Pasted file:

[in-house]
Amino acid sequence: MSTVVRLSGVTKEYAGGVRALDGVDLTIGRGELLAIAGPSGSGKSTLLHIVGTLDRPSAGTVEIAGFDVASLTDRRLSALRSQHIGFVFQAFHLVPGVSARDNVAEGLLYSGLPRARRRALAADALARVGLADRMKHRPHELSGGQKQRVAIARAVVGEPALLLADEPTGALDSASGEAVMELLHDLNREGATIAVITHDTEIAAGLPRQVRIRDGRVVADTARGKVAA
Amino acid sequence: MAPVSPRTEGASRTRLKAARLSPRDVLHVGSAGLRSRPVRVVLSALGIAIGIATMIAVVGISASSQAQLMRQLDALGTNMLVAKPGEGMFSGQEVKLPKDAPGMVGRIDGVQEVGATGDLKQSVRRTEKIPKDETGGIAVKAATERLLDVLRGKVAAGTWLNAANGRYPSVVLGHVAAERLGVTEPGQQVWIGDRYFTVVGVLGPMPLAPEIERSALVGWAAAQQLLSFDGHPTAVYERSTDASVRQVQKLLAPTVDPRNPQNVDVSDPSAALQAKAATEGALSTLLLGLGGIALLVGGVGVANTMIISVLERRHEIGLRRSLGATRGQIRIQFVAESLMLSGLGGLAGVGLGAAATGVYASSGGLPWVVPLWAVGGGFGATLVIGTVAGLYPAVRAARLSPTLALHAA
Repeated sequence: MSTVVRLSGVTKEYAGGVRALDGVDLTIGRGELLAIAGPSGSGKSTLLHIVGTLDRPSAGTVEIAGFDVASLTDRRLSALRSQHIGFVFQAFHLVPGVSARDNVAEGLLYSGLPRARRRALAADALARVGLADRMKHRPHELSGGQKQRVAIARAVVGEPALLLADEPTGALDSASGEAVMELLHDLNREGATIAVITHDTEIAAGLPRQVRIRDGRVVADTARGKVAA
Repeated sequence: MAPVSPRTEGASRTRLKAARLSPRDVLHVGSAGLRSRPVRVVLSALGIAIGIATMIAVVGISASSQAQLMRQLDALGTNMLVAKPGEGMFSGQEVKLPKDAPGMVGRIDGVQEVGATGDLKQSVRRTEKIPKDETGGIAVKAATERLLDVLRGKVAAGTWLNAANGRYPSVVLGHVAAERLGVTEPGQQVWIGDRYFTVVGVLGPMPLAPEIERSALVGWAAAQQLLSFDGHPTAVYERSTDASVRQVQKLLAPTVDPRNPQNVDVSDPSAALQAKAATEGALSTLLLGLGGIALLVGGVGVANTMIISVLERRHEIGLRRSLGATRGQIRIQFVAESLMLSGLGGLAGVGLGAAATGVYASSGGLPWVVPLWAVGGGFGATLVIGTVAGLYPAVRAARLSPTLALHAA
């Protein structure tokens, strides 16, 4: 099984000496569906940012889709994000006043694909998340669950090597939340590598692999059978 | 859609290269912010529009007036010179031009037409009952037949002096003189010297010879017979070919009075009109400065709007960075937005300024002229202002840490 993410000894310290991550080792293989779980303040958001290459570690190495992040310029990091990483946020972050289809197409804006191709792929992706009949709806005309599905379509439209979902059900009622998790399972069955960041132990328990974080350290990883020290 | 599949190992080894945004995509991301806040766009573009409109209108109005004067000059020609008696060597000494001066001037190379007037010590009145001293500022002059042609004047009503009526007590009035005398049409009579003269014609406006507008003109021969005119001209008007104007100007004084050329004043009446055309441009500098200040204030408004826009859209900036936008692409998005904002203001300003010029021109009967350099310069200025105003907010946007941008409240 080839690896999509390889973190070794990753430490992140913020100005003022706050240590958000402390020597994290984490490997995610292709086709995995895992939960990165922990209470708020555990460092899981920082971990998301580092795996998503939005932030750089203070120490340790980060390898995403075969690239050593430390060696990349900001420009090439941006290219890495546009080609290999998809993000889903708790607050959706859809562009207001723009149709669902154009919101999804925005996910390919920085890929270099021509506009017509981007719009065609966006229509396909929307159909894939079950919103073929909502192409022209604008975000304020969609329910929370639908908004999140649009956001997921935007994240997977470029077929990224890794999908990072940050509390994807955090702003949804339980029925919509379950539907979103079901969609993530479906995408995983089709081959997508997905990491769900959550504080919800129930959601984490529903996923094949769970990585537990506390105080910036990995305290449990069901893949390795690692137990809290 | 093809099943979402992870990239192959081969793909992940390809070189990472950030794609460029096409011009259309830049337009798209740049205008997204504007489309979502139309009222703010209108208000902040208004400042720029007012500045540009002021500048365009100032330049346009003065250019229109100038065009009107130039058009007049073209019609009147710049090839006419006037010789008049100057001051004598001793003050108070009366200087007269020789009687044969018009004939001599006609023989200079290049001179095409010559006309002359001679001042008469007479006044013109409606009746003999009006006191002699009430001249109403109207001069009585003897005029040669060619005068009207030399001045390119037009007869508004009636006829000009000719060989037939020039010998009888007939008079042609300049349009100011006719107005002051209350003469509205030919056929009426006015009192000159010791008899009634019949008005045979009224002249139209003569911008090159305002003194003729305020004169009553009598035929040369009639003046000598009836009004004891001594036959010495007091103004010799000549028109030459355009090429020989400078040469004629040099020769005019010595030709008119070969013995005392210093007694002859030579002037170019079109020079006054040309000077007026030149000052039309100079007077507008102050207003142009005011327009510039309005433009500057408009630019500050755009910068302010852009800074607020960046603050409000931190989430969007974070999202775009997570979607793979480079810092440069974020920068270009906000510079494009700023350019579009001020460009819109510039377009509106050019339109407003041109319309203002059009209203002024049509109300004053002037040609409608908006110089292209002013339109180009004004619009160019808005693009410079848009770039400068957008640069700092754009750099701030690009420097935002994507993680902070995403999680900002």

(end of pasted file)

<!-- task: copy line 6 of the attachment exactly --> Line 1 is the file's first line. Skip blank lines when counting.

């Protein structure tokens, strides 16, 4: 099984000496569906940012889709994000006043694909998340669950090597939340590598692999059978 | 859609290269912010529009007036010179031009037409009952037949002096003189010297010879017979070919009075009109400065709007960075937005300024002229202002840490 993410000894310290991550080792293989779980303040958001290459570690190495992040310029990091990483946020972050289809197409804006191709792929992706009949709806005309599905379509439209979902059900009622998790399972069955960041132990328990974080350290990883020290 | 599949190992080894945004995509991301806040766009573009409109209108109005004067000059020609008696060597000494001066001037190379007037010590009145001293500022002059042609004047009503009526007590009035005398049409009579003269014609406006507008003109021969005119001209008007104007100007004084050329004043009446055309441009500098200040204030408004826009859209900036936008692409998005904002203001300003010029021109009967350099310069200025105003907010946007941008409240 080839690896999509390889973190070794990753430490992140913020100005003022706050240590958000402390020597994290984490490997995610292709086709995995895992939960990165922990209470708020555990460092899981920082971990998301580092795996998503939005932030750089203070120490340790980060390898995403075969690239050593430390060696990349900001420009090439941006290219890495546009080609290999998809993000889903708790607050959706859809562009207001723009149709669902154009919101999804925005996910390919920085890929270099021509506009017509981007719009065609966006229509396909929307159909894939079950919103073929909502192409022209604008975000304020969609329910929370639908908004999140649009956001997921935007994240997977470029077929990224890794999908990072940050509390994807955090702003949804339980029925919509379950539907979103079901969609993530479906995408995983089709081959997508997905990491769900959550504080919800129930959601984490529903996923094949769970990585537990506390105080910036990995305290449990069901893949390795690692137990809290 | 093809099943979402992870990239192959081969793909992940390809070189990472950030794609460029096409011009259309830049337009798209740049205008997204504007489309979502139309009222703010209108208000902040208004400042720029007012500045540009002021500048365009100032330049346009003065250019229109100038065009009107130039058009007049073209019609009147710049090839006419006037010789008049100057001051004598001793003050108070009366200087007269020789009687044969018009004939001599006609023989200079290049001179095409010559006309002359001679001042008469007479006044013109409606009746003999009006006191002699009430001249109403109207001069009585003897005029040669060619005068009207030399001045390119037009007869508004009636006829000009000719060989037939020039010998009888007939008079042609300049349009100011006719107005002051209350003469509205030919056929009426006015009192000159010791008899009634019949008005045979009224002249139209003569911008090159305002003194003729305020004169009553009598035929040369009639003046000598009836009004004891001594036959010495007091103004010799000549028109030459355009090429020989400078040469004629040099020769005019010595030709008119070969013995005392210093007694002859030579002037170019079109020079006054040309000077007026030149000052039309100079007077507008102050207003142009005011327009510039309005433009500057408009630019500050755009910068302010852009800074607020960046603050409000931190989430969007974070999202775009997570979607793979480079810092440069974020920068270009906000510079494009700023350019579009001020460009819109510039377009509106050019339109407003041109319309203002059009209203002024049509109300004053002037040609409608908006110089292209002013339109180009004004619009160019808005693009410079848009770039400068957008640069700092754009750099701030690009420097935002994507993680902070995403999680900002």